If you’re like me, you were shaken by the news of not one, but two mass shootings in less than 24 hours last weekend – one in El Paso, Texas, where a 21 year old man opened fire inside a Walmart, and one in Dayton, Ohio, where a 24 year old man opened fire in a popular downtown area.
We in Parsippany are fortunate to live in a place where gun violence generally doesn’t reach our radar screens unless tragic events like these make the news. Our children aren’t scared of being shot on their walk to school every day. We can go to the movies or shopping, to our chosen place of worship or out for the evening without fear of not making it home alive. Many people in our country don’t benefit from such privilege.
As the Director of State Government Affairs for Everytown for Gun Safety (which includes Moms Demand Action for Gun Sense in America), I watch certain trends play out time and again. I see children unintentionally shooting themselves and other children when an adult fails to responsibly store their firearms. I watch story after story where too-easy access to a gun turns a domestic violence incident deadly. I watch in shock every time the details of a school shooting unfold showing the warning signs the shooter exhibited before committing his horrific act.
The truth is, mass shootings make up less than half a percent of gun violence in our country. And the majority of mass shootings are incidents of domestic violence. You won’t see statistics like that on the news. You won’t see national outlets covering the 7 shootings in Baltimore this weekend, bringing the city’s total homicides this year to 200. The national news won’t be covering the local veteran who died by suicide by gun in a small town like ours. You won’t hear reporters talking about the fact that about twice as many people die in this country every single day from gun violence as died in the 2017 Pulse Nightclub shooting.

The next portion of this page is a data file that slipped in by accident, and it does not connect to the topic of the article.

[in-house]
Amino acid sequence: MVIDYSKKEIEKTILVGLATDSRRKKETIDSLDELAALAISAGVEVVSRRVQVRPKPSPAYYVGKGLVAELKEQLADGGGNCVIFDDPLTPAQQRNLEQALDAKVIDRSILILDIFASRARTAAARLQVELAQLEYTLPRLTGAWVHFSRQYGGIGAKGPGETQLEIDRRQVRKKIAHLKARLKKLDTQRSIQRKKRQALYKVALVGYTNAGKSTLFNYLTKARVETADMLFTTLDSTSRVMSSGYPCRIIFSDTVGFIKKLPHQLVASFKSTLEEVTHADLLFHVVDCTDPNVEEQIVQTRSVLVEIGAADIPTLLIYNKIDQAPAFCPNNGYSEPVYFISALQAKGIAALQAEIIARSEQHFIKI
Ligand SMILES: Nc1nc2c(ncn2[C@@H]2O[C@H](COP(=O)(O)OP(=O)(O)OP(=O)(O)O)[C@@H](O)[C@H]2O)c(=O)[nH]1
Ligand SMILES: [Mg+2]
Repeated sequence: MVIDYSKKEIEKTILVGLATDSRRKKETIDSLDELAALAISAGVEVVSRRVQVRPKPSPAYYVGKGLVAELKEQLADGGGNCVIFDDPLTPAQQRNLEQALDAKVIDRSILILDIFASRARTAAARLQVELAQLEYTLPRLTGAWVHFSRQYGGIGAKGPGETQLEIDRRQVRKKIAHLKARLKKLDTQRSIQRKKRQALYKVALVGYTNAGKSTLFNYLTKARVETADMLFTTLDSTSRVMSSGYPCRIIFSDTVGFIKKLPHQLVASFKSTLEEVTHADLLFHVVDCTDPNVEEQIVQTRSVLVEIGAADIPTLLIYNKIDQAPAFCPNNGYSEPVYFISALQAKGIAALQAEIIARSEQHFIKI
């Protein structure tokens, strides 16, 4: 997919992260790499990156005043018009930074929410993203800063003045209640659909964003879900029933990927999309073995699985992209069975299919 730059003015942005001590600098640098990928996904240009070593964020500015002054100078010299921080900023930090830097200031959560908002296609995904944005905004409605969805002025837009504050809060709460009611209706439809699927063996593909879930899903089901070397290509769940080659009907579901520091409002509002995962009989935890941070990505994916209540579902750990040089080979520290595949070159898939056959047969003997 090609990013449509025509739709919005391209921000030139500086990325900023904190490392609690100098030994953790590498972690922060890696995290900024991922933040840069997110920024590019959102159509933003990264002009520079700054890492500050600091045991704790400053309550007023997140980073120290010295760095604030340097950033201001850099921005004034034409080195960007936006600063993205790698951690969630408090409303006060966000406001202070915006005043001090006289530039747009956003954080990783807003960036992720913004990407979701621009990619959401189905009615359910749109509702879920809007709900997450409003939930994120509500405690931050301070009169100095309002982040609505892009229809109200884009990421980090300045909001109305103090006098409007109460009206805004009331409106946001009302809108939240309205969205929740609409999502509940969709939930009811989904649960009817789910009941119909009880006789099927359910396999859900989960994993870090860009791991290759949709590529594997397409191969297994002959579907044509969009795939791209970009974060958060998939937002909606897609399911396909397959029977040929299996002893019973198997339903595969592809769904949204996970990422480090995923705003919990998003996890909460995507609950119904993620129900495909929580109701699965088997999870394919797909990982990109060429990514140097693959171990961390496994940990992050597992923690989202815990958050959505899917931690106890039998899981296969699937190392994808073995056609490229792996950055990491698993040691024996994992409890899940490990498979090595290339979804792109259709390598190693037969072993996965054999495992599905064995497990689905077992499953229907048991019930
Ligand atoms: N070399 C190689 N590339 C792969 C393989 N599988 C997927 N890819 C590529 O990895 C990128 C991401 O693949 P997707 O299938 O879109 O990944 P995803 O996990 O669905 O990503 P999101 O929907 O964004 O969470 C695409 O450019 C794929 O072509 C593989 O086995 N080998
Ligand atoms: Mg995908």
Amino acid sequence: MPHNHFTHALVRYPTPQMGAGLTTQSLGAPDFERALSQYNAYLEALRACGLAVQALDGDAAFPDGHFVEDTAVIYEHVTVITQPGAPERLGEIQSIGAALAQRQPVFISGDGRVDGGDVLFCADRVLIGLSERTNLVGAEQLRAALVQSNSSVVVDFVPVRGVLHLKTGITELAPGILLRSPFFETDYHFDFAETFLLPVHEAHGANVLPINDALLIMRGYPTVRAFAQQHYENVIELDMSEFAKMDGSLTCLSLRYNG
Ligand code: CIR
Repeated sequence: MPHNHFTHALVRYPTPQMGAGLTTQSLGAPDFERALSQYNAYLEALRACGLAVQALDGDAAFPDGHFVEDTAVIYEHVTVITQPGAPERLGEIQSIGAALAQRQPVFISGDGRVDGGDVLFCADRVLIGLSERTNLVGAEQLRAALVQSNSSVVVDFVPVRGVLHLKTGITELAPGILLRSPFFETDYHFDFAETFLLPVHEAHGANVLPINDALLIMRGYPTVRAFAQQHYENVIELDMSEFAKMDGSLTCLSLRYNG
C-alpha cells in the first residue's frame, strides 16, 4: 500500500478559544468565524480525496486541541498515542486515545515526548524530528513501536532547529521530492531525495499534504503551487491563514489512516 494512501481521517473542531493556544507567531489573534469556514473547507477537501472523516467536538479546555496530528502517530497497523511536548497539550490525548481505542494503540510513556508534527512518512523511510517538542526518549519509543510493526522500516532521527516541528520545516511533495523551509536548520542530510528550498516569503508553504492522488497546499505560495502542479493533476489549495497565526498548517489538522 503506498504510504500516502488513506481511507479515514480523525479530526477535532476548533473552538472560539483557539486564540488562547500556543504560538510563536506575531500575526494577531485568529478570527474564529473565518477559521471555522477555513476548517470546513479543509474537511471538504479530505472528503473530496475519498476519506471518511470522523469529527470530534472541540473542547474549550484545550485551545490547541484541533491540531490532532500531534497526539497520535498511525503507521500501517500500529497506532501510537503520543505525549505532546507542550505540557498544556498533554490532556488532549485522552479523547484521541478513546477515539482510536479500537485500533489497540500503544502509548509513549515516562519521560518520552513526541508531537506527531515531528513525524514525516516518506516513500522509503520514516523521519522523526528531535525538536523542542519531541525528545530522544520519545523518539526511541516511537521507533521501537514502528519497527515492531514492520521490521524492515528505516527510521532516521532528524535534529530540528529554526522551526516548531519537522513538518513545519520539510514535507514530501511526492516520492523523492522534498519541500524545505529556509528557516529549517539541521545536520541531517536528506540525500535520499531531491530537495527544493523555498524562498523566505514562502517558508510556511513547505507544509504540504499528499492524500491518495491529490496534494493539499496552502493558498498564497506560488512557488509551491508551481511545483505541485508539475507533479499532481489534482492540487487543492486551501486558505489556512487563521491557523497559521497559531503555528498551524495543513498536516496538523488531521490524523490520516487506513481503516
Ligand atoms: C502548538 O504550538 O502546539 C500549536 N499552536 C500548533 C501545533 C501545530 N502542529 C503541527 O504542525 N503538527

We can and should continue to urge our federal lawmakers to pass laws like background checks on all gun sales, but so many solutions to gun violence can and must be generated from state and local leaders. New Jersey has some of the strongest gun laws in the country, but there’s still more we can do locally to keep us all safer.
For starters, we can require that all gun owners responsibly store their firearms. Most school shooters acquired their weapons from their home or that of a friend or relative who failed to store them properly. So far this year, there have been 149 unintentional shootings by children who never should have been able to get their hands on a gun. New Jersey has a law prohibiting child access to guns but does not affirmatively require that all firearms be stored responsibly. We can and should require responsible storage for all gun owners locally to help prevent school shootings and unintentional shootings by and of children.
Next, we can raise awareness, and require notice to Parsippany families of a new state law that takes effect in New Jersey this September called the Extreme Risk Protection Orders Act (ERPO). ERPOs, sometimes referred to as “Red Flag laws,” allow immediate family members and law enforcement to petition a court to temporarily remove someone’s access to guns if he or she is a danger to themselves or others. This new law, which I imagine few people in Parsippany even know about, allows guns to be taken away from someone who is exhibiting warning signs or who is in crisis. Red Flag laws are proven to be effective at preventing suicide, which accounts for about two thirds of all gun deaths.
Third, we should work with law enforcement, school administrators, and mental health professionals to ensure that they are implementing threat assessment programs in our schools, so that we get involved before a troubled child becomes an active shooter to provide the help, guidance, or intervention necessary to stop a tragedy from occurring. So many of our resources are spent teaching children how to “lock down” in an active shooter situation, rather than working to prevent those incidents from the start. The fact is, if someone gets to the schoolhouse door with a gun, we’ve already failed.
Fourth, we should ensure adequate funding and support for local programs like the Juvenile Accountability Leadership Program (JALP), which operates out of the Parsippany PAL building. JALP provides at risk youth with constructive ways to engage with their community. Local intervention programs are one of the most effective ways to interrupt harmful cycles and set victims and others at risk of committing violence on a better path.
Parsippany is a safe place to live, but there is more we can do to make sure it stays that way. If elected to the Parsippany Town Council, I will work with Mayor Soriano, our police department, our Board of Education, and the people of Parsippany to ensure that we are doing absolutely everything we can to prevent the types of tragedies we witnessed last weekend from occurring here. Thoughts and prayers are not enough. We need to elect leaders up and down the ballot who are committed to taking actions that keep everyone in our communities safe from gun violence.